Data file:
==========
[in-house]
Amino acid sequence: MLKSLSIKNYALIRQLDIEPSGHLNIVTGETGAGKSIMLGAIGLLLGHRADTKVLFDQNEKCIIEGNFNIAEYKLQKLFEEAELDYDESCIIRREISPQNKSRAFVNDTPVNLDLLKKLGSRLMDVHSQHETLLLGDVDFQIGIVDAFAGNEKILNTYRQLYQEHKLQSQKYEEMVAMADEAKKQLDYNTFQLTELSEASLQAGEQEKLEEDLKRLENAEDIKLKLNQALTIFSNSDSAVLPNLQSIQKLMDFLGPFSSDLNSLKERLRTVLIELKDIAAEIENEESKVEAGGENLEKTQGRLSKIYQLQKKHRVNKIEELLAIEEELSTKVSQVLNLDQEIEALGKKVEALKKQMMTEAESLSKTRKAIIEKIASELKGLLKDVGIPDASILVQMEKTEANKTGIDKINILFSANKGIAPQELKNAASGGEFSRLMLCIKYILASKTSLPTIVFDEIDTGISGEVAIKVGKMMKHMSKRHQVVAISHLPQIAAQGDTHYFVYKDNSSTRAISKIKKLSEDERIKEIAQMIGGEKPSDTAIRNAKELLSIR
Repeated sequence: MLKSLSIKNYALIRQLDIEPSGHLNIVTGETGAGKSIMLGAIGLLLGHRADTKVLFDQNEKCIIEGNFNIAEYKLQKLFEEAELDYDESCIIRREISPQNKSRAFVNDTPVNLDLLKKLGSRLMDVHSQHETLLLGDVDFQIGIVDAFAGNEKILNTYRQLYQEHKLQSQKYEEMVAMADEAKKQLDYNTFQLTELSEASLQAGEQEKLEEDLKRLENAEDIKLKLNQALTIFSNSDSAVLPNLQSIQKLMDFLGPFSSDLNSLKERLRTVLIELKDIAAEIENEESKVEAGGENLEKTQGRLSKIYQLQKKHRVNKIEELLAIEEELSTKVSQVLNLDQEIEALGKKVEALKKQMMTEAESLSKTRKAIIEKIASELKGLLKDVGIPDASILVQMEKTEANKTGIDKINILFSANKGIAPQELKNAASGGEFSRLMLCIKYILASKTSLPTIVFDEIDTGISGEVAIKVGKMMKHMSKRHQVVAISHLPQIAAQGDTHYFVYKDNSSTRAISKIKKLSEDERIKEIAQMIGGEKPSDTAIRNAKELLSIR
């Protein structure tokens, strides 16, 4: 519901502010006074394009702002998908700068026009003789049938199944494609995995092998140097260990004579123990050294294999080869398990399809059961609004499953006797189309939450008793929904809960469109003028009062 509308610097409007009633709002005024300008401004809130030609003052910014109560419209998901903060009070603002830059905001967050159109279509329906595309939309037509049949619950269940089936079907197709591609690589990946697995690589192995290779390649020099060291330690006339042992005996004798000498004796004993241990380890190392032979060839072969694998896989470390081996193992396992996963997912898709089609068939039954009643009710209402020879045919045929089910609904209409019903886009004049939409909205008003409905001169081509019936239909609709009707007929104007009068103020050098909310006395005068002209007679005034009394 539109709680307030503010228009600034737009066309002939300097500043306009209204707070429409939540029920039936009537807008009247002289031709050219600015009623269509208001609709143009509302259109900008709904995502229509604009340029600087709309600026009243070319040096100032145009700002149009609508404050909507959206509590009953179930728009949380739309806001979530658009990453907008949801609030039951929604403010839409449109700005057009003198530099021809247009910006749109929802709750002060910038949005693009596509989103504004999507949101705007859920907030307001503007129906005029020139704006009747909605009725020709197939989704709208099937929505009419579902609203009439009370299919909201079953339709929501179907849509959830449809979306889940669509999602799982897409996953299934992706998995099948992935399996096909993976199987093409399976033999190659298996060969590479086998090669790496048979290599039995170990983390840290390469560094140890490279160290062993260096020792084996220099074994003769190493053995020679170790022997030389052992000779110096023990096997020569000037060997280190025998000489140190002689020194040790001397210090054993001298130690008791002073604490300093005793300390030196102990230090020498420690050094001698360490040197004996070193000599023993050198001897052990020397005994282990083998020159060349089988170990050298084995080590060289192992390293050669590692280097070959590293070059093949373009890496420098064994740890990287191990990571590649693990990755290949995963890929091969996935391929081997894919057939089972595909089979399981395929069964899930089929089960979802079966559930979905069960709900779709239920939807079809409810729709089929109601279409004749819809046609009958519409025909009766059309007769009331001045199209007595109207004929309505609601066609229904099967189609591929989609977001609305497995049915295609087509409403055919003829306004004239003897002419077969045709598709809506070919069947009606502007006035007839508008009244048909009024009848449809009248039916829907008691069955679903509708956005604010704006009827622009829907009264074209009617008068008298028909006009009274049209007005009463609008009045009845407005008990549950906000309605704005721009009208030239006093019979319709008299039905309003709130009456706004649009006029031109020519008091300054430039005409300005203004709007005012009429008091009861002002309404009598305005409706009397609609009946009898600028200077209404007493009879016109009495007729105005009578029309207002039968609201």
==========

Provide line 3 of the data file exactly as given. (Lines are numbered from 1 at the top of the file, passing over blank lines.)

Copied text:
Repeated sequence: MLKSLSIKNYALIRQLDIEPSGHLNIVTGETGAGKSIMLGAIGLLLGHRADTKVLFDQNEKCIIEGNFNIAEYKLQKLFEEAELDYDESCIIRREISPQNKSRAFVNDTPVNLDLLKKLGSRLMDVHSQHETLLLGDVDFQIGIVDAFAGNEKILNTYRQLYQEHKLQSQKYEEMVAMADEAKKQLDYNTFQLTELSEASLQAGEQEKLEEDLKRLENAEDIKLKLNQALTIFSNSDSAVLPNLQSIQKLMDFLGPFSSDLNSLKERLRTVLIELKDIAAEIENEESKVEAGGENLEKTQGRLSKIYQLQKKHRVNKIEELLAIEEELSTKVSQVLNLDQEIEALGKKVEALKKQMMTEAESLSKTRKAIIEKIASELKGLLKDVGIPDASILVQMEKTEANKTGIDKINILFSANKGIAPQELKNAASGGEFSRLMLCIKYILASKTSLPTIVFDEIDTGISGEVAIKVGKMMKHMSKRHQVVAISHLPQIAAQGDTHYFVYKDNSSTRAISKIKKLSEDERIKEIAQMIGGEKPSDTAIRNAKELLSIR